How Did Tech Geeks End Up Dating Supermodels: An Analysis
Last week Amber Heard showed things were becoming serious between her and Tesla boss Elon Musk with Instagram uploads of the pair cavorting with his children, only a few days after Victoria's Secret model Miranda Kerr and Snapchat CEO Evan Spiegel tied the knot (reports are that Kerr and Spiegel even waited to consummate the marriage, though no word on whether that includes NSFW late night Snaps).
Serena Williams is on board too, having recently announced her engagement to Reddit founder Alexis Ohanian whose child she is expecting, meanwhile Emma Watson is dating tech entrepreneur William Knight.
I think you get the sepia-filtered picture.
Evan Spiegel and Miranda Kerr
While the powerful and wealthy of the world choosing to date other powerful and wealthy people is no revelation, the preference for hoodie and trainers wearing, data-obsessed, computer analysts over tortured songwriters or brawny actors is.
But this continuing trend of tech-stars shacking up with the world's most desirable women is likely to have more to do with a cultural shift than Heard et al merely following the money, despite what the angry men of the alt-right might have you believe (they also, of course, have plenty moolah of their own).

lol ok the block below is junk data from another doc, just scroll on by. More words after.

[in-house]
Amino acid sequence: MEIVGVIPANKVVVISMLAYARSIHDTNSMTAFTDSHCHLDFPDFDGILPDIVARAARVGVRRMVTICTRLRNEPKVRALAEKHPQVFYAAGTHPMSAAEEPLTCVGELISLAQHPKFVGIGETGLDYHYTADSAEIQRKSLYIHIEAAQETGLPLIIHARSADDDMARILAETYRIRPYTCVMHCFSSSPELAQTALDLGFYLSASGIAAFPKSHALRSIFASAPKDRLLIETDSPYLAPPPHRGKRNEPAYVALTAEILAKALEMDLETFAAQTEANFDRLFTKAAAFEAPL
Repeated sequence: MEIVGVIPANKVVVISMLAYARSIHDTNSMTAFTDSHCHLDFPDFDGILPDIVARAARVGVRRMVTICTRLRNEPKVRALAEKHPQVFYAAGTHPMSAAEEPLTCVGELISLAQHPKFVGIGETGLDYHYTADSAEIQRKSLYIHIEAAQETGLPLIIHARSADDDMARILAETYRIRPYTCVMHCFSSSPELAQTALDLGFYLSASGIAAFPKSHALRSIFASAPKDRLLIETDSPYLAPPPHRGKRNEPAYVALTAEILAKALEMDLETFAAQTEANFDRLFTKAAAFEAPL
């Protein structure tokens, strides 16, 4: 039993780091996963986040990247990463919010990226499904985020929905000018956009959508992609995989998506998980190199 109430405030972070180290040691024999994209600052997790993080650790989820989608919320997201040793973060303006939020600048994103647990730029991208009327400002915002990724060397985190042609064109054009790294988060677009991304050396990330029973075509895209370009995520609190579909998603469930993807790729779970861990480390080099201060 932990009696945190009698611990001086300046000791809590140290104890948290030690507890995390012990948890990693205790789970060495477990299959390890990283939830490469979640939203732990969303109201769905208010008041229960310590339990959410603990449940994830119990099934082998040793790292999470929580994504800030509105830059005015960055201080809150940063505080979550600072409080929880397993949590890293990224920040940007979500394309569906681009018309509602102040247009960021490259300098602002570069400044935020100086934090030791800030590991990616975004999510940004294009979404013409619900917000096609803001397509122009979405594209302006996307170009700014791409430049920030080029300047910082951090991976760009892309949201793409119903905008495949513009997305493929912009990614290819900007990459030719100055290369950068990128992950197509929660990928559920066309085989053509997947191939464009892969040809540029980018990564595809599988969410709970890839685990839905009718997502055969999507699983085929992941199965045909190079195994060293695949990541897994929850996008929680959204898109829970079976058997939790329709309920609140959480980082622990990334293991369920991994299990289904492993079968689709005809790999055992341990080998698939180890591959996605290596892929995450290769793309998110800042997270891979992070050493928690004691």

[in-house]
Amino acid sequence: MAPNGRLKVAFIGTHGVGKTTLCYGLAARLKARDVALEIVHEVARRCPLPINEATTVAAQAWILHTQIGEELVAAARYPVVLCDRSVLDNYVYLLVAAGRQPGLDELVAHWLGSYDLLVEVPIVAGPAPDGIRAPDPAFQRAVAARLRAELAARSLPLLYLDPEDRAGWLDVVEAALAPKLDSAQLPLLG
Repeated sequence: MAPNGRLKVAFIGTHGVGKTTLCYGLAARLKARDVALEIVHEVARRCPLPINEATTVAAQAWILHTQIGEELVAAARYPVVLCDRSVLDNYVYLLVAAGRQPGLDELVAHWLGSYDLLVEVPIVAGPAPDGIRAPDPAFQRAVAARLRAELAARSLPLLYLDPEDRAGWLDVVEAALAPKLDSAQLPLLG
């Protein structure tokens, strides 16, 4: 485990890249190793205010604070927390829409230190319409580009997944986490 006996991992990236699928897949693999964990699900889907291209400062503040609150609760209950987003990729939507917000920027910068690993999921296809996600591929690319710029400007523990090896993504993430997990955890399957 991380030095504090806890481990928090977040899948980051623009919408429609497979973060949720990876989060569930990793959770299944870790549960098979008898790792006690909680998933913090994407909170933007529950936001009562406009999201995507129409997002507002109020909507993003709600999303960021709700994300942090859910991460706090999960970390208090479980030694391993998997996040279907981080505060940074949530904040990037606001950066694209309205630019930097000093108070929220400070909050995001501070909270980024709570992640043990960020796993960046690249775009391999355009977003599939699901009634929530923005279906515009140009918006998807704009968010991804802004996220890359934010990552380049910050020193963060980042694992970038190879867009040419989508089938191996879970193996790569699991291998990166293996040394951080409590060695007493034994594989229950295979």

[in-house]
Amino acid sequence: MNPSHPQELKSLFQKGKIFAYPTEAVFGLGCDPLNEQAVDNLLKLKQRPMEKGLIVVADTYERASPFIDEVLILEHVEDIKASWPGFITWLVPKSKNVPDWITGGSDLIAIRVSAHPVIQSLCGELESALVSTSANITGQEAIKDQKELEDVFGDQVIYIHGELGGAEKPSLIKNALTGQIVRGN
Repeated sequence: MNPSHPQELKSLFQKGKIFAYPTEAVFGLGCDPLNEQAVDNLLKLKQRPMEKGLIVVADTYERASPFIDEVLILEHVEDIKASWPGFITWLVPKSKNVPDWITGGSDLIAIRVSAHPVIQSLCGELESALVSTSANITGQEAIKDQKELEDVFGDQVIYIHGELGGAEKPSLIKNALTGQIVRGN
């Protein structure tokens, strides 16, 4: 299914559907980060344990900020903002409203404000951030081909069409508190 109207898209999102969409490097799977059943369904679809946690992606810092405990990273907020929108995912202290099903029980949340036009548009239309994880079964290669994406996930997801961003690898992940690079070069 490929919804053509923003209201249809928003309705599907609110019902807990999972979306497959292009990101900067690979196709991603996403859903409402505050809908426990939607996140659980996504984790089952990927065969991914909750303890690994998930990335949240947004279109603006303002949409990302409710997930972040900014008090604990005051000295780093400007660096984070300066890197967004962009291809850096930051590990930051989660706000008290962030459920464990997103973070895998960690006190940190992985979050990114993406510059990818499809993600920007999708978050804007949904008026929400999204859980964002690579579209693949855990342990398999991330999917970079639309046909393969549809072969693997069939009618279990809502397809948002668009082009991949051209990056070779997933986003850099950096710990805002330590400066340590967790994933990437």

Rather, it hammers home in stark terms the extent to which technology is now put on a pedestal—along with its pioneers. The suspicion, depressing to people over a certain age, that tech has assumed the cultural currency that once belonged to art is hard to ignore when you see the modern day equivalent of Bill Gates exuding the sexual prowess of a young Mick Jagger.
There are even dating services now to cater for the demand for tech geeks, like Linx, the boutique Silicon Valley social network which boasts 'technology influencer VIP customers' who are all "college educated non-smokers", and need to complete interviews and homework as part of the vetting process. Agency founder Amy Andersen claims that tech founders make for, "fabulous partners" but warns you'll need to "bring your A game" if you want to marry one.
But despite the Hunger Games-style competition for tech big shots, are the real world equivalents of Leonard from the Big Bang Theory seeing any benefit from this zeitgeist dating trend?
Are university computer societies suddenly seeing an upturn in applicants? Are Steve Jobs-style suddenly turtlenecks selling like hotcakes? Are the geeks finally, truly inheriting the earth in the way that most men would want that to mean?
Perhaps today's young geeks will have to wait until later life to land the supermodel of their dream, but the next generation of innovators will be replacing the Musks and Spiegels of the world before long. As Scott McNealy, a Silicon Valley man older than the current batch of model-dating geek sex Gods once said, "technology has the shelf life of a banana."
This story originally appeared on Esquire.co.uk.
* Minor edits have been made by the Esquiremag.ph editors.